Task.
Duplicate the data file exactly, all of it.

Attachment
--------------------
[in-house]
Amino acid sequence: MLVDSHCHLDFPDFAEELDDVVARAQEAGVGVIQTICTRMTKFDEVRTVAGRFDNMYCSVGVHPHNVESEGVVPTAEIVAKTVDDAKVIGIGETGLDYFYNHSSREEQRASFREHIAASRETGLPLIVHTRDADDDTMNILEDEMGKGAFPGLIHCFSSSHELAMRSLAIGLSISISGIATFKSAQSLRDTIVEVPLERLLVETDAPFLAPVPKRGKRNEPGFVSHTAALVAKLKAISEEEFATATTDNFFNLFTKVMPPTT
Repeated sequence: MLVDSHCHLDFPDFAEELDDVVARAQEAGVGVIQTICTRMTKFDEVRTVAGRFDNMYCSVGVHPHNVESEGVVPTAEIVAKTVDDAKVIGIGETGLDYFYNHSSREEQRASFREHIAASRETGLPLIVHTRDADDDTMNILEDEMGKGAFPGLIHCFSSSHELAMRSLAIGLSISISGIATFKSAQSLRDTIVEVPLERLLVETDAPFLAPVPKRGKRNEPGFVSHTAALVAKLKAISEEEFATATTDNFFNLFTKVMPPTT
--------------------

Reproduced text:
[in-house]
Amino acid sequence: MLVDSHCHLDFPDFAEELDDVVARAQEAGVGVIQTICTRMTKFDEVRTVAGRFDNMYCSVGVHPHNVESEGVVPTAEIVAKTVDDAKVIGIGETGLDYFYNHSSREEQRASFREHIAASRETGLPLIVHTRDADDDTMNILEDEMGKGAFPGLIHCFSSSHELAMRSLAIGLSISISGIATFKSAQSLRDTIVEVPLERLLVETDAPFLAPVPKRGKRNEPGFVSHTAALVAKLKAISEEEFATATTDNFFNLFTKVMPPTT
Repeated sequence: MLVDSHCHLDFPDFAEELDDVVARAQEAGVGVIQTICTRMTKFDEVRTVAGRFDNMYCSVGVHPHNVESEGVVPTAEIVAKTVDDAKVIGIGETGLDYFYNHSSREEQRASFREHIAASRETGLPLIVHTRDADDDTMNILEDEMGKGAFPGLIHCFSSSHELAMRSLAIGLSISISGIATFKSAQSLRDTIVEVPLERLLVETDAPFLAPVPKRGKRNEPGFVSHTAALVAKLKAISEEEFATATTDNFFNLFTKVMPPTT